The FDA took a hard stance on e-cigarette regulation under former FDA Commissioner Scott Gottlieb. With his departure and replacement by Norman Sharpless, manufacturers and lawyers are watching closely to see what’s next, with most expecting the agency to continue its crackdown.
Sharpless has shown support for the FDA’s efforts on underage vaping, and “if anything, he will likely defer to the Center for Tobacco Products to continue what they’re doing,” says Azim Chowdhury, a partner in Keller and Heckman’s food and drug law practice. “In their view, we’re dealing with an epidemic of underage users, so I don’t see any letup on enforcement.”
The FDA’s crackdown has already brought significant changes and concerns for the e-cigarette industry:
- The agency issued guidance in March that aims to limit sales of certain flavors of vaping products to stores that are adult only or have adult-only sections.
- In April, Gottlieb blogged that increasing youth use of e-cigarettes could prompt the agency to reconsider its current enforcement discretion, which has granted manufacturers until Aug. 8, 2022, to file premarket tobacco applications (PMTA) for products marketed before Aug. 8, 2016.
- Gottlieb also stated that the FDA might temporarily remove pod-based nicotine products from the market if youth use continues to rise.
Manufacturers’ next moves
With the spotlight expected to stay on the e-cigarette industry, manufacturers should be taking steps now to make sure they aren’t the subject of the FDA’s next enforcement action.
In particular, the March guidance suggests that enforcement could be taken against manufacturers for retailer actions that they have little control over. Both Chowdhury and Eric Heyer, a partner in Thompson Hine’s business litigation and e-cigarette industry practice groups, recommend manufacturers be proactive by setting restrictions with their brick and mortar retailers. These restrictions should ensure products are not seen as targeting youth. It is also important to look into online sales and make sure vendors’ age verification methods for both in-person and online sales are appropriate.
A critical step is reviewing distribution and supply agreements, Heyer says. “The FDA has indicated very forcefully it’s looking for appropriate restrictions that will flow down to the retailer level in terms of not marketing to youth and not having youth access to the products.” He notes that while there are multiple links in the supply chain, he anticipates that FDA will look more favorably upon manufacturers who have contracts with their high-volume distributors that have detailed, flow-down provisions restricting marketing and sales to minors.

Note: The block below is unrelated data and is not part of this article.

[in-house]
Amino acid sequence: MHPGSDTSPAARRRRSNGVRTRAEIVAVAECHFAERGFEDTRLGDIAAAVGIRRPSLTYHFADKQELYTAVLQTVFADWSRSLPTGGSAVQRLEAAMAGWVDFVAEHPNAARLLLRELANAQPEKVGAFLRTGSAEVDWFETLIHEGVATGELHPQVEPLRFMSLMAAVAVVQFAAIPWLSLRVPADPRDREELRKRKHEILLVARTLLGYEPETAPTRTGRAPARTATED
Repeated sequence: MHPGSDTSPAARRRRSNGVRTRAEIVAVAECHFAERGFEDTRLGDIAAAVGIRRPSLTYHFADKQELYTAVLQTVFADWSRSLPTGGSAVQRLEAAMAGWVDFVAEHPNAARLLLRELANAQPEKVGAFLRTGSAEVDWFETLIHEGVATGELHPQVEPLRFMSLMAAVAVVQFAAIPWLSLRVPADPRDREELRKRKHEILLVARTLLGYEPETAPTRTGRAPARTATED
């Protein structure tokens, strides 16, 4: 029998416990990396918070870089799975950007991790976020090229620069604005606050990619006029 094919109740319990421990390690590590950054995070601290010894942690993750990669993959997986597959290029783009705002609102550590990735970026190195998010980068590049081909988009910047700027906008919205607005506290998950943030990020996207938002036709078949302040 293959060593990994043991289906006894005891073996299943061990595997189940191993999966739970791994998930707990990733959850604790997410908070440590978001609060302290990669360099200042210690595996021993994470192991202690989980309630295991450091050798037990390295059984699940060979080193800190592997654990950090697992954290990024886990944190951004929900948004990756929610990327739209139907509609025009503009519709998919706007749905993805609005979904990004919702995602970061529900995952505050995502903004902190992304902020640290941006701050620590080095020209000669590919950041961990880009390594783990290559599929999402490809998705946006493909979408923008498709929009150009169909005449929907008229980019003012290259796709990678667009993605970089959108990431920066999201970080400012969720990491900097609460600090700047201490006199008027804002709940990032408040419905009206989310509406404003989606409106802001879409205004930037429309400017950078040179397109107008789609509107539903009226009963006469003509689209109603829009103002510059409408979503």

Chowdhury advises manufacturers to make sure their products are only made available in adult-only stores, or, if in a convenience store, that the convenience store has created a walled-off section that is adult only.
Manufacturers must also exercise caution with advertising, social media, packaging and labeling. “This means not using cartoon characters or models that appear to be under the age of 25. You want to market your product in a mature way,” Chowdhury says.
While taking these steps, companies should also be preparing for the guidance to become final by working on their PMTA strategy.
Possible legal challenges for FDA
As manufacturers move forward on measures to protect themselves, the FDA’s enforcement efforts and guidance face some legal uncertainty. In particular, there is a good chance litigation will be brought against the guidance, depending on its specifics once finalized, Heyer says.
Chowdhury also believes the agency will face legal challenges once the guidance is finalized, as its enforcement efforts link to its ability to exercise enforcement discretion and modify compliance dates, effectively preventing retailers from selling certain types of products. “It’s not clear Congress intended the FDA to use their ability to change compliance dates in this manner.”
The FDA could also face lawsuits if it moves forward with the threat to temporarily remove pod-based nicotine products from the market, as it would be exclusively taking enforcement action or changing enforcement policy to specifically target pod-based systems, says Heyer. However, “I would be surprised if they would move quickly to something like this.”
It remains to be seen how any potential legal challenges will shake out. In the meantime, manufacturers can and should take a variety of actions to insulate themselves against possible FDA enforcement and ensure they are on firm footing should the spotlight turn to them.
April Hollis is Custom Content Editor, Health Care. She has been with SmartBrief for six years and has covered health care topics since 2006.
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